The word museography properly refers to the systematic description of objects in museums, but it might also do for the culture and ideology surrounding that dusty old figure of legend, the artist’s “muse.” If her aura is fading now, anyone educated during the twentieth century remembers when she played no small part in our curricula, both formal and informal. (The male muse, back then, existed only in the homosexual realm.) To avoid her, you had to spend a lot of time in libraries seeking evidence of her opposite: not the sitter but the painter; not the character but the author; not the song but the singer. And a few women did appear to have avoided the state of muse-dom: Virginia Woolf, Gertrude Stein, Zora Neale Hurston, Patti Smith. In fact, such women could be said to have acquired muses themselves, or to have been involved in a mutually beneficial muse-ology with other artists (Vita Sackville-West, Alice B. Toklas, Langston Hughes, Robert Mapplethorpe). But it was slim pickings.
Meanwhile, in the annals of museography, you could discover a celebrated parade of handmaids to the genii, “legendary beauties,” ladies with salons, chic ladies, witty ladies, ladies with inspiring ankles, faces, breasts, voices, clothes, attitudes, houses, and inheritances; women whose brilliant conversation had been entombed in various novels; women whose personal style had prompted whole fashion houses into production; women whose tenure as girlfriend or wife usefully demarcated the various artistic “periods” of the male artists with whom they’d been involved, even when those women were also, themselves, artists. The Yoko Years. The Decade of Dora. Accounts of the muse–artist relation were anchored in the idea of male cultural production as a special category, one with particular needs—usually sexual—that the muse had been there to fulfill, perhaps even to the point of exploitation, but without whom we would have missed the opportunity to enjoy this or that beloved cultural artifact. The art wants what the art wants. Revisionary biographies of overlooked women—which began to appear with some regularity in the Eighties—were off-putting in a different way (at least to me). Unhinged in tone, by turns furious, defensive, melancholy, and tragic, their very intensity kept the muse in her place, orbiting the great man.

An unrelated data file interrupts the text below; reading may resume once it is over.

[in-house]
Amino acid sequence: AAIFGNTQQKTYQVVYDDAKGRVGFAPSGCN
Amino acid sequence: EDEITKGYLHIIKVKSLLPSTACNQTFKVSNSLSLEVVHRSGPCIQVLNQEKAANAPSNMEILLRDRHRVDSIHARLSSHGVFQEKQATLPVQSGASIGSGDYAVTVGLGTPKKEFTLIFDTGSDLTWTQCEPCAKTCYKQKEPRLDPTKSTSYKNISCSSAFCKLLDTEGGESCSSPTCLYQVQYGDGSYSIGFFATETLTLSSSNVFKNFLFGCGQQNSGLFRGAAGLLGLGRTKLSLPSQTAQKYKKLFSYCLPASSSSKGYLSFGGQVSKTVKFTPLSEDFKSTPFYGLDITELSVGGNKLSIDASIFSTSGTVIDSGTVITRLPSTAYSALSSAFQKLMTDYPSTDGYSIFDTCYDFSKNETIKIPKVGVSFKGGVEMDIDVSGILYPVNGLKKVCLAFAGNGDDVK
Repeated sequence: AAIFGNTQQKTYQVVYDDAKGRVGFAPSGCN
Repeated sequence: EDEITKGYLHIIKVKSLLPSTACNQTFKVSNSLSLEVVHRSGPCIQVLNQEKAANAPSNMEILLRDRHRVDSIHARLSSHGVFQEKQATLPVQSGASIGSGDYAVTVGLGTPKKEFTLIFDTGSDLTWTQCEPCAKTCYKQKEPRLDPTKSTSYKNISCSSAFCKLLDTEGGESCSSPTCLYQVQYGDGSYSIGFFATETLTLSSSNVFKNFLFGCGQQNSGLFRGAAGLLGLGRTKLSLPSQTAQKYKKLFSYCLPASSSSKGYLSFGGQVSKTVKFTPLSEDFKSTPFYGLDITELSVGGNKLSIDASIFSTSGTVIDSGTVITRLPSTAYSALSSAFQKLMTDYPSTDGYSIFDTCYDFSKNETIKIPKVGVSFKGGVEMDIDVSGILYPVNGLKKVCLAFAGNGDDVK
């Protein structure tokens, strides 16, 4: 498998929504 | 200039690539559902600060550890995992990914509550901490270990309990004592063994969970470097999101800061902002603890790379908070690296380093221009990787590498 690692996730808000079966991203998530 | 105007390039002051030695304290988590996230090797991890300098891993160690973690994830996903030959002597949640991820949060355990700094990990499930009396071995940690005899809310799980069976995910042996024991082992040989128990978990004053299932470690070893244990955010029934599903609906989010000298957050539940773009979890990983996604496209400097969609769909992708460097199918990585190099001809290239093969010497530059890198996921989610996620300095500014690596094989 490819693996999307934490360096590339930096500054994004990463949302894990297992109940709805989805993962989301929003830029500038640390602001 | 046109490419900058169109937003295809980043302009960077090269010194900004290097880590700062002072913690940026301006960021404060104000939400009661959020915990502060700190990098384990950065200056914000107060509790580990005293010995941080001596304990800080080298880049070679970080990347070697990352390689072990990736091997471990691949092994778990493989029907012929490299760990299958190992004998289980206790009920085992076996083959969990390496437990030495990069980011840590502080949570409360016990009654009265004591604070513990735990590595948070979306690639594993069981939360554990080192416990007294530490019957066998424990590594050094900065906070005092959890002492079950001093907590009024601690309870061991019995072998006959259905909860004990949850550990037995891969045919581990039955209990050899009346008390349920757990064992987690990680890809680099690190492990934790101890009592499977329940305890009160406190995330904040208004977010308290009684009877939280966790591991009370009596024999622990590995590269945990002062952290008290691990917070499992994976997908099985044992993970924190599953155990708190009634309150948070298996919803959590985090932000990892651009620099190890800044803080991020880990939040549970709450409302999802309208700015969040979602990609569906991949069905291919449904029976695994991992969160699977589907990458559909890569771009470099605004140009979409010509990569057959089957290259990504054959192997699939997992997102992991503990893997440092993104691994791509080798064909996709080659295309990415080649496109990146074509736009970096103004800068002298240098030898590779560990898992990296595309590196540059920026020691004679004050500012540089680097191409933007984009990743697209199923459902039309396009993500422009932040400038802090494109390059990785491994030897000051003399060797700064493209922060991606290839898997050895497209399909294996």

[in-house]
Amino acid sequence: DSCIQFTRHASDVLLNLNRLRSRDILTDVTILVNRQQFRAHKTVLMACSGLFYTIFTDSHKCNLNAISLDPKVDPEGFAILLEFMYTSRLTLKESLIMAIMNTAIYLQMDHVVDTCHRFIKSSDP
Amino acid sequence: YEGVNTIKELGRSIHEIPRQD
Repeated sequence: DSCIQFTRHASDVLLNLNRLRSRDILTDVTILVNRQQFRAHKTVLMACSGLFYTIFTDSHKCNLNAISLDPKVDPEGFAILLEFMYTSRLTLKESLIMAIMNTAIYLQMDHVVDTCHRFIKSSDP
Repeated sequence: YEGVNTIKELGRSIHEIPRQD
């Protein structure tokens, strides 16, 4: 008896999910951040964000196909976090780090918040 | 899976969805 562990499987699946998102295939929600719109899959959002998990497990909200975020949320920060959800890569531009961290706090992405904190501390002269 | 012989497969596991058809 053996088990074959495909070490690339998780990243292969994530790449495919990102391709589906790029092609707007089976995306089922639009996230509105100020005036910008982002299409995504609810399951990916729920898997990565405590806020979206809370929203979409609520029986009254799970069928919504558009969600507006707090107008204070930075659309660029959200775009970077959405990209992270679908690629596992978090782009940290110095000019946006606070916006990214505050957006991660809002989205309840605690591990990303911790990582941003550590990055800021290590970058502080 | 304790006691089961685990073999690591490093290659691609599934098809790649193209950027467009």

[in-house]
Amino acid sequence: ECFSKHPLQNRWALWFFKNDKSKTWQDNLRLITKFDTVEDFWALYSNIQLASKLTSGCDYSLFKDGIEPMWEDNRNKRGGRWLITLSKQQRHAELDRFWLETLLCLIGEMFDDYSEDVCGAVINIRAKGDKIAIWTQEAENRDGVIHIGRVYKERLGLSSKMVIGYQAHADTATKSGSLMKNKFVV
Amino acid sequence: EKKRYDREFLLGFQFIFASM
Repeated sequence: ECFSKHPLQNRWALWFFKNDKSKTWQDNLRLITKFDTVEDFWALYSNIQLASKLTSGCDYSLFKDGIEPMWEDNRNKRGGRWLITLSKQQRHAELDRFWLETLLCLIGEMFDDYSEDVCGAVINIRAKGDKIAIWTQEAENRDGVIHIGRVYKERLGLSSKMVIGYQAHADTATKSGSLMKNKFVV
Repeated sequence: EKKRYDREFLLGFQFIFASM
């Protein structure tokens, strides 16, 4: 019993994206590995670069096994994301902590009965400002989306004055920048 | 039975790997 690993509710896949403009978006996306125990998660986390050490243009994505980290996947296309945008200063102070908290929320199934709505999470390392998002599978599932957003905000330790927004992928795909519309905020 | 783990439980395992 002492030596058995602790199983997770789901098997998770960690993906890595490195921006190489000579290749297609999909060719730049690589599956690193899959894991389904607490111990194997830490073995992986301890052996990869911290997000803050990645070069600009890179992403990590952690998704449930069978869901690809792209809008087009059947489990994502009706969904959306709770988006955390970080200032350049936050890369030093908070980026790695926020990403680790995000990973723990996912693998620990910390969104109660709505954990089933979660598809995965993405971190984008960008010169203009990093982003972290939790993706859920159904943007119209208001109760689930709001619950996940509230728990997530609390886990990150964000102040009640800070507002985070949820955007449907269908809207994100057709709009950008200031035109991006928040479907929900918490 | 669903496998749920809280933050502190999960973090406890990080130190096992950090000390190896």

Celia Paul’s memoir, Self-Portrait, is a different animal altogether. Lucian Freud, whose muse and lover she was, is rendered here—and acutely—but as Paul puts it, with typical simplicity and clarity, “Lucian…is made part of my story rather than, as is usually the case, me being portrayed as part of his.” Her story is striking. It is not, as has been assumed, the tale of a muse who later became a painter, but an account of a painter who, for ten years of her early life, found herself mistaken for a…
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